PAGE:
Sourced from various real estate pros all over the country, this recurring column features stories of what agents are seeing on the front lines and what others can draw from those experiences.
Almost overnight, it seems like we’ve found ourselves on the brink of a recession, dealing with an abundance of uncertainty and a housing market headed for a likely shift. With so much change, one thing is for certain — our clients still turn to us for expert guidance and counsel in these trying times.
At Jovio, an Austin-based real estate brokerage, we witnessed this first-hand as we began learning to adapt to this ever-changing environment. Today, we’d like to share a recent success story, in hopes that the tools and strategies we’re using to navigate this new normal helps others.
As the coronavirus began ramping up in parts of the U.S. a few weeks ago, one of our listing clients reached out to ask what they should do given the current situation. Their home was already listed on the market, and they were in the midst of purchasing a new construction home. However, they were growing concerned about their own safety and the direction the market was headed.
After reviewing the facts and taking inventory of their goals, we decided to continue with the purchase of the new home. On the selling side, as an additional precaution for showings, we chose to implement digital methods to ease their concerns. This involved offering virtual home tours and pre-screening buyers prior to approving in-person showings.
When we received a showing request, we worked remotely as a team using Front to keep in constant contact with our client and the cooperating agents. As a result, agent communications weren’t tied to one inbox. Everyone on our team had visibility into the conversation.
To accommodate the showing and pre-screen the potential buyer, we first reached out to the buyer’s agent to see if their client would be interested in viewing a previously recorded walk-through of the home instead of appearing in person.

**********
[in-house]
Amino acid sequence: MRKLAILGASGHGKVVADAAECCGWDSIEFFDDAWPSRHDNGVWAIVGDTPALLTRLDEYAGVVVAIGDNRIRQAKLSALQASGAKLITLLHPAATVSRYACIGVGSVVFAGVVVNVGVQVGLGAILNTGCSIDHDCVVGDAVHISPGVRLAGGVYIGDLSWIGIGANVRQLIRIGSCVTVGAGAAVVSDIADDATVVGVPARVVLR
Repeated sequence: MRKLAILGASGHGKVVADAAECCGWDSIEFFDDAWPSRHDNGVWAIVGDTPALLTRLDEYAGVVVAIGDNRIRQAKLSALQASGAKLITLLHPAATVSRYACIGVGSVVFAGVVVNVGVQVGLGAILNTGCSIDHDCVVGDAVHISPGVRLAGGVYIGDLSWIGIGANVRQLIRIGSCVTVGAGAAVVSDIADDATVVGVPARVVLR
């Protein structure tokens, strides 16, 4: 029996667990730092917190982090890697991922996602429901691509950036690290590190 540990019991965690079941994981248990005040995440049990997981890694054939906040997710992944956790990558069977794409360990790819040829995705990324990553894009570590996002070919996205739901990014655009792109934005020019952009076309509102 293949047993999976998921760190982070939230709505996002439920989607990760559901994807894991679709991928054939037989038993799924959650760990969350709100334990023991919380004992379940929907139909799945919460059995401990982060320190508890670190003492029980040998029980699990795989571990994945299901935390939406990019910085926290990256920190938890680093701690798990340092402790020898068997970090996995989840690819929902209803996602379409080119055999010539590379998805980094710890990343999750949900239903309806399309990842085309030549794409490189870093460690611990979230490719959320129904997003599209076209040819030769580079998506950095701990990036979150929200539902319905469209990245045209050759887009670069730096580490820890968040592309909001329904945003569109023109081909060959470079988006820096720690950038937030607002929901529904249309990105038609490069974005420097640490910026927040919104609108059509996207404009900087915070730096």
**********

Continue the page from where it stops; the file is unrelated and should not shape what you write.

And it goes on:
The agent and client agreed. Tools like the Matterport 3D walk-through and even client cell phone tours are a great way to gauge the interest of buyers before entertaining an in-person showing.
The agent showed the client the video. They decided they were still interested but wanted to ensure the property looked the same in person as it did in photos and video.
After confirming with the buyer’s agent that he wasn’t experiencing flu-like symptoms or had knowingly been exposed to a high-risk situation, he agreed to come to the house alone and show it to his clients via Skype. After Skyping with their agent, the buyers felt comfortable enough to write an offer.
Although presenting offers to clients in person is a common practice, given the need for social distancing, this was not an option. Fortunately, at Jovio, we’ve built an in-house tool to help us alert clients to offers, present them digitally and review financials with an interactive net proceeds calculator.
While looking at this dashboard together, we were able to review all aspects of the offer over the phone and execute it quickly with electronic signature.
In hindsight, this deal could have turned out much differently had we not had some of these tools in place. Luckily, we were able to avoid an alternative outcome by:
- Using collaborative communication tools like Front so that our entire team is kept in the loop and can maintain visibility into the transaction to keep it moving forward.
- Finding alternative ways to conduct showings during a time when buyers are unable to view homes in person.
- Leveraging creative technology solutions to communicate with our clients and keep them informed, even from afar.
But even with all of these tools at our disposal, a large gap still exists when it comes to managing a fully digital transaction. How can we continue to automate the transaction while leveraging all of the work we’ve already done? As we invite title, mortgage, home inspectors, appraisers and other third parties into the transaction, how can we maintain a digital-first experience?
We may not have the answers to these questions yet, but now more than ever, it’s apparent that technology isn’t just a nice-to-have thing, but a necessity for the future of real estate transactions.
Do you have a tale to tell? Please shoot us an email.